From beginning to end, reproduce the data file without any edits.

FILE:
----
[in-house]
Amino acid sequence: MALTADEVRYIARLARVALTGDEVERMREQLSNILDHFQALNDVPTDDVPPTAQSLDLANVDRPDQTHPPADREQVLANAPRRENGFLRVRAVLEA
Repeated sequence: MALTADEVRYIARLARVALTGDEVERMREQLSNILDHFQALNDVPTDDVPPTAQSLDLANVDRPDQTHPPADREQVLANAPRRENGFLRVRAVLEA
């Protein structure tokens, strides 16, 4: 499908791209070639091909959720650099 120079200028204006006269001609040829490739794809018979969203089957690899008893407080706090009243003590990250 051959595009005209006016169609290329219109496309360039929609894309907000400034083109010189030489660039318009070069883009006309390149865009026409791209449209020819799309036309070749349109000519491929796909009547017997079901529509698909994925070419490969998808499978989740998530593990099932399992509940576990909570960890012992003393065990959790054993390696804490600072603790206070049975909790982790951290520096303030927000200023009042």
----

[in-house]
Amino acid sequence: MALTADEVRYIARLARVALTGDEVERMREQLSNILDHFQALNDVPTDDVPPTAQSLDLANVDRPDQTHPPADREQVLANAPRRENGFLRVRAVLEA
Repeated sequence: MALTADEVRYIARLARVALTGDEVERMREQLSNILDHFQALNDVPTDDVPPTAQSLDLANVDRPDQTHPPADREQVLANAPRRENGFLRVRAVLEA
């Protein structure tokens, strides 16, 4: 499908791209070639091909959720650099 120079200028204006006269001609040829490739794809018979969203089957690899008893407080706090009243003590990250 051959595009005209006016169609290329219109496309360039929609894309907000400034083109010189030489660039318009070069883009006309390149865009026409791209449209020819799309036309070749349109000519491929796909009547017997079901529509698909994925070419490969998808499978989740998530593990099932399992509940576990909570960890012992003393065990959790054993390696804490600072603790206070049975909790982790951290520096303030927000200023009042």